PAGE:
One of the reasons my friend @milieux01 wanted to start this project was to reach out to other female aviators and share some of the lessons we have learned and link them up with more role models and better information than we had.

So, what would I say to myself now and to others that follow?  Be a bit more like Jacqueline Cochran:  be yourself.


I am not saying you should be Jackie Cochran, but rather you should be comfortable in your own skin. She definitely did not believe there was any such thing as “too female.”

Jackie Cochran, beautician, air racer, record setter, and W.A.S.P., was unapologetically herself.  She thrived in the masculine environment of aviation, accomplished more for aviation than most remember, and did so without sacrificing her femininity.  The following is from her biography provided by The National Aviation Hall of Fame:  

“Indeed, Jackie’s balance between feminine charm and hard-driving masculine ambition was such that she would push her aircraft relentlessly through air races and competitions…but refused to emerge victorious from the cockpit until she had carefully checked and reapplied her makeup!”


“As would be the case again and again in her life, by sheer force of will, Jackie prevailed”.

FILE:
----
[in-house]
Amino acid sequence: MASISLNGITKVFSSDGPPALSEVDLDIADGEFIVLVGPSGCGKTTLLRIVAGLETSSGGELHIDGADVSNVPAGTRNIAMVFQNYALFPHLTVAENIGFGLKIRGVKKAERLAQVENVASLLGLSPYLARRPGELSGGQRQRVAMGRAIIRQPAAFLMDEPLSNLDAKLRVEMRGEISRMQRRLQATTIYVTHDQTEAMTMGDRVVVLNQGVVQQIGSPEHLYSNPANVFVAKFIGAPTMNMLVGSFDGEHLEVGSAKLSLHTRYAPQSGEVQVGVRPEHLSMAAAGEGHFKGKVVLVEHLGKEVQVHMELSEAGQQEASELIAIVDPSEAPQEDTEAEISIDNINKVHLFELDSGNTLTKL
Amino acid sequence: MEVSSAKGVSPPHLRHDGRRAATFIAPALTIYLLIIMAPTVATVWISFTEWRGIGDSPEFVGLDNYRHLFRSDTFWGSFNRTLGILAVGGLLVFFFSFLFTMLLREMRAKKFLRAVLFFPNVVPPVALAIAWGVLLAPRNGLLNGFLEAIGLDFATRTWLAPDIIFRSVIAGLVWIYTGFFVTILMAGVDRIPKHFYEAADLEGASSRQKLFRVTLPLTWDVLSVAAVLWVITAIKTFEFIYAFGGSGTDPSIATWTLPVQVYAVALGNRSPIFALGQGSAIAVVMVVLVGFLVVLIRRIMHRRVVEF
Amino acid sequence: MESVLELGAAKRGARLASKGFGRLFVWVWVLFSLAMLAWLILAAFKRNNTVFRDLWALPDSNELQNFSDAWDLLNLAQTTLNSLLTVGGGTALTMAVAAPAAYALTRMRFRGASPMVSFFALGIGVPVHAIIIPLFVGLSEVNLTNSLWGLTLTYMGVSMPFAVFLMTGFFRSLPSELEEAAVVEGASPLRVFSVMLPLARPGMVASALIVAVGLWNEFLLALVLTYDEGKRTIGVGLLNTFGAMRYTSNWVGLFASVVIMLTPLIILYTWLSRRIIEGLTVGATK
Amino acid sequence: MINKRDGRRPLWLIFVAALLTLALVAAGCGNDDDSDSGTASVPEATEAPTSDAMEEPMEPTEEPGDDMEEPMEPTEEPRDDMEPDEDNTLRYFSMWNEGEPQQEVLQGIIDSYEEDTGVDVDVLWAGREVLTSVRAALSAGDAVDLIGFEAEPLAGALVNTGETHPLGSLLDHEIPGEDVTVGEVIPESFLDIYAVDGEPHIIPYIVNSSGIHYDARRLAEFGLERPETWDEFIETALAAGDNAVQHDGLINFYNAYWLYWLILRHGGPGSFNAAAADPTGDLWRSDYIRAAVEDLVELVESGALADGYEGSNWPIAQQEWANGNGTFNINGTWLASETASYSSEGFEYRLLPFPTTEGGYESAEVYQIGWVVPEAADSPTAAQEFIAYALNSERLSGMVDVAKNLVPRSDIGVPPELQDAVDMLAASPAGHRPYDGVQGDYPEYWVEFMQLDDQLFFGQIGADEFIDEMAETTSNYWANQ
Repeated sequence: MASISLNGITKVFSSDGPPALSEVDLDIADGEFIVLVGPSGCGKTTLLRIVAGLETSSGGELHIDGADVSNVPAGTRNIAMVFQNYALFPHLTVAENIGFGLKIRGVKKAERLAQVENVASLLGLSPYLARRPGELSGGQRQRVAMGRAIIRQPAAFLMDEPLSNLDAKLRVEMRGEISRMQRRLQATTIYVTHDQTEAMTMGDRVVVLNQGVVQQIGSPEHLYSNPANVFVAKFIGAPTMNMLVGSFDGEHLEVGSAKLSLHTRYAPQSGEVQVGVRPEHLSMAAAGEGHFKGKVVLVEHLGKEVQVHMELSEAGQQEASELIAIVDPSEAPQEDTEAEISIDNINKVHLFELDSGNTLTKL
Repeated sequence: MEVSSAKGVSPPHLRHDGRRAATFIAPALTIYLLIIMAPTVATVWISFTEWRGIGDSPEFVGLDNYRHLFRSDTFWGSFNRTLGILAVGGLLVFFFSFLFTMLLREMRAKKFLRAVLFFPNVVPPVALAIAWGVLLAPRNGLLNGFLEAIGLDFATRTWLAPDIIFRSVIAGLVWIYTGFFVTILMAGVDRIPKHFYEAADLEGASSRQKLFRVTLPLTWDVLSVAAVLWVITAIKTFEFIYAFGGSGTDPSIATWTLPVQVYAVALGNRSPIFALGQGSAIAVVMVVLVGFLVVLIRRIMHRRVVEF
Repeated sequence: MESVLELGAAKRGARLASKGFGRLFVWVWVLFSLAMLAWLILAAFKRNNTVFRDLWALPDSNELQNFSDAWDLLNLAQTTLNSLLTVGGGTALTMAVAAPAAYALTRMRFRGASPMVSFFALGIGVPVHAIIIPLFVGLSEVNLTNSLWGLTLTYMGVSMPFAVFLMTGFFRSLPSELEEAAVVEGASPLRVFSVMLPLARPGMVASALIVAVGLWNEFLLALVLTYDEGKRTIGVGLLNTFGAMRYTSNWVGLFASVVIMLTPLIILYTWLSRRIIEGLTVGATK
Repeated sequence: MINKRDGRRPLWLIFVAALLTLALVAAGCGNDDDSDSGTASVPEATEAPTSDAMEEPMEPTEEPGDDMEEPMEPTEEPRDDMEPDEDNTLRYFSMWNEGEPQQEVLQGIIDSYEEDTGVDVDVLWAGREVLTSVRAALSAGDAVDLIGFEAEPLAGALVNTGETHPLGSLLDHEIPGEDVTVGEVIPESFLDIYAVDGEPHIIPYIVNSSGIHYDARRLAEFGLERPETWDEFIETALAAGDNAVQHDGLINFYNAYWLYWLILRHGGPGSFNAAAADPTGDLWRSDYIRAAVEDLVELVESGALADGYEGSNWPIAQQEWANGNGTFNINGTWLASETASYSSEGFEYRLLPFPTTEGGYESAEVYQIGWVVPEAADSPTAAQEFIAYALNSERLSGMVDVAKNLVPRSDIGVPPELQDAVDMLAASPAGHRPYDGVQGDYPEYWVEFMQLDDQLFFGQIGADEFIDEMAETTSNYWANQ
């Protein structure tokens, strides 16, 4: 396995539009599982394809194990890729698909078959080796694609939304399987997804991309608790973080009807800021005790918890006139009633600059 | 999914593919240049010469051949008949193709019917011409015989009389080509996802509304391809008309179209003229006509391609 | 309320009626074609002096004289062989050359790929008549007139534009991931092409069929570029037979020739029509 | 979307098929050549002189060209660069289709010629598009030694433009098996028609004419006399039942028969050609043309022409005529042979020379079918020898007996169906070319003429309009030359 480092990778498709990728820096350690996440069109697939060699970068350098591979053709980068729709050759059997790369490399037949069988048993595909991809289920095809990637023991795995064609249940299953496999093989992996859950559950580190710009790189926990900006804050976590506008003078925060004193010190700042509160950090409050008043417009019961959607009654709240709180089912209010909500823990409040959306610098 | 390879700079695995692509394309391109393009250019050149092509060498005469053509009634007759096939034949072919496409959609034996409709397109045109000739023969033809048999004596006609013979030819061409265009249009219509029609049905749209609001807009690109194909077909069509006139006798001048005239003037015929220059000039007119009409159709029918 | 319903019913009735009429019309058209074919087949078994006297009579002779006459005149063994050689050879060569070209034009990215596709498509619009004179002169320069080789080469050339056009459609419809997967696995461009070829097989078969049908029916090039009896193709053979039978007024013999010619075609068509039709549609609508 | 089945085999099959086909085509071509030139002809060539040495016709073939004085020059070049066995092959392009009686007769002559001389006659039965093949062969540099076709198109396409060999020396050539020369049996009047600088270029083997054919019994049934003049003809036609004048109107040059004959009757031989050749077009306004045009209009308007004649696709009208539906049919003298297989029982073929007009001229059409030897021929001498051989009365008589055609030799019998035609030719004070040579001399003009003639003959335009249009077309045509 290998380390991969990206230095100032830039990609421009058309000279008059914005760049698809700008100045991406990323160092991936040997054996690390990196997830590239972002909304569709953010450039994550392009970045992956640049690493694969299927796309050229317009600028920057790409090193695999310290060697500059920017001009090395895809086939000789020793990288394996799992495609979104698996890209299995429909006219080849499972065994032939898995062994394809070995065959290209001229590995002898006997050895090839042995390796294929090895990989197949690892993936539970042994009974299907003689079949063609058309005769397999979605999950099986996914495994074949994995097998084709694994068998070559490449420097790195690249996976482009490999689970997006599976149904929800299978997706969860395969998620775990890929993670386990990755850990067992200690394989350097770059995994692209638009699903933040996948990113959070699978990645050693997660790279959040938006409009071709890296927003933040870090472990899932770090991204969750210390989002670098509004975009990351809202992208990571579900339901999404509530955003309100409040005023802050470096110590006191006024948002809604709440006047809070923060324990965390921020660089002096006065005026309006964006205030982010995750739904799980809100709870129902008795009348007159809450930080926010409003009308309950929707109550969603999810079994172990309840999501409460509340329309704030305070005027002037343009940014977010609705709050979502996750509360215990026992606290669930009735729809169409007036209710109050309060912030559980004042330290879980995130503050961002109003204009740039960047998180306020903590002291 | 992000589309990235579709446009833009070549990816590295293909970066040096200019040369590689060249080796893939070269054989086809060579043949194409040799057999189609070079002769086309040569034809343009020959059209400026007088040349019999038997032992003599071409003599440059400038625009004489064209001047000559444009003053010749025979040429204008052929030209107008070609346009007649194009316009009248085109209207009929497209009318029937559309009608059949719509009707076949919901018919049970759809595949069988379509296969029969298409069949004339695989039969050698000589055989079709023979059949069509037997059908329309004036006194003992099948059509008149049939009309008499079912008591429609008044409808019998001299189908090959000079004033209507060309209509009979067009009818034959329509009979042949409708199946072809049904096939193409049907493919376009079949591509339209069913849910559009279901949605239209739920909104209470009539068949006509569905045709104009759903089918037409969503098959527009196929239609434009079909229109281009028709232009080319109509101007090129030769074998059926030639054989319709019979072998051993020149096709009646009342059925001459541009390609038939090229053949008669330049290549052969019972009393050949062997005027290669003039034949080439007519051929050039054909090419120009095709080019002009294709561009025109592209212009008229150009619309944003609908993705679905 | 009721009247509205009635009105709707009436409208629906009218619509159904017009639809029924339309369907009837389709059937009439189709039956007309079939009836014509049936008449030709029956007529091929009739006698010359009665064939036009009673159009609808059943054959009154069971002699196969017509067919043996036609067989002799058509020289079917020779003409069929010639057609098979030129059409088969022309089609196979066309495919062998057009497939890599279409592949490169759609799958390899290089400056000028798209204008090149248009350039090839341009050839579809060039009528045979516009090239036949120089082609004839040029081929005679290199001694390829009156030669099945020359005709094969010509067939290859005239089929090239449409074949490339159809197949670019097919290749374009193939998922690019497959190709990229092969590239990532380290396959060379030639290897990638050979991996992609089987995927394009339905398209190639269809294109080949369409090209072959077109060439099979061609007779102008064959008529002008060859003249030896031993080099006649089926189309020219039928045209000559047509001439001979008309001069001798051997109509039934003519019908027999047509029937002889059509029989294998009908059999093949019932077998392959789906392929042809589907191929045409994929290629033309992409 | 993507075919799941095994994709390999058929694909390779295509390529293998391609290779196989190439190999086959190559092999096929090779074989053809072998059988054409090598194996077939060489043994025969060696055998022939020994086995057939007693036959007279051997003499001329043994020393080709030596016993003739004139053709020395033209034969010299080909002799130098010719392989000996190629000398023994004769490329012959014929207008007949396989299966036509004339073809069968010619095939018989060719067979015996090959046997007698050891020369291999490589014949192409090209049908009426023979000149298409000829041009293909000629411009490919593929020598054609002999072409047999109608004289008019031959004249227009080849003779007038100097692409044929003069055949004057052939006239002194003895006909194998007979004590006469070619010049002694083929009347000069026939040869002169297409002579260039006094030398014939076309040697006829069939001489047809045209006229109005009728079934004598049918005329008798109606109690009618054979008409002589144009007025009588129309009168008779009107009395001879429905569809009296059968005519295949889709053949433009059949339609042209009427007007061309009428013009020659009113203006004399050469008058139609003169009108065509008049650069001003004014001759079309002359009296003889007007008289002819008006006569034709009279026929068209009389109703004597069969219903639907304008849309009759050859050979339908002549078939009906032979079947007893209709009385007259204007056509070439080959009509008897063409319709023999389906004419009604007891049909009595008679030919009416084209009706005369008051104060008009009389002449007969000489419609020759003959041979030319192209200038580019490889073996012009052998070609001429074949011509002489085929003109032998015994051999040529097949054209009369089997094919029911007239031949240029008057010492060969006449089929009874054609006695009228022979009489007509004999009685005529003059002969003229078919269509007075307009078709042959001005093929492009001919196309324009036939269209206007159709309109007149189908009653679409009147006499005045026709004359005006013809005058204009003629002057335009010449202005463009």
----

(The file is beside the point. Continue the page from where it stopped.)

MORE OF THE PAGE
Being a successful pilot has nothing to do with gender…it is all training and hard work.  Embrace the qualities that make you the person you are — add to your strengths, work on your weaknesses, but never think you need to hide who you are.   Work hard, be professional, be good at your job.  Soon your achievements will speak for themselves.


“Don’t Command Afraid”

Flight to AMARG

This is a personal post, and may be a bit emotional.  But emotional for good reason.  I see and feel people and situations beyond the surface…at times with a bit more empathy than I would like.  Maybe it is because I’m a woman, maybe it is because I was raised in a small town in Wisconsin, and maybe it is just because I care.  The night before I was to take command of a 140 member squadron, one with the primary mission of enabling training and employment for combat search and rescue units, I was…emotional.   A bit of self-doubt, some concern about “am I good enough to lead these great men and women”, and a lot of “will I make the right decisions?”  Someone I respect greatly had a very simple answer for me that night:  “Don’t command afraid.”   This became the foundation of my years in command as I was determined to follow a motto of:  Be you, be present, be genuine, and don’t command afraid.

“You cannot escape the responsibility of tomorrow by evading it today.”
Abraham Lincoln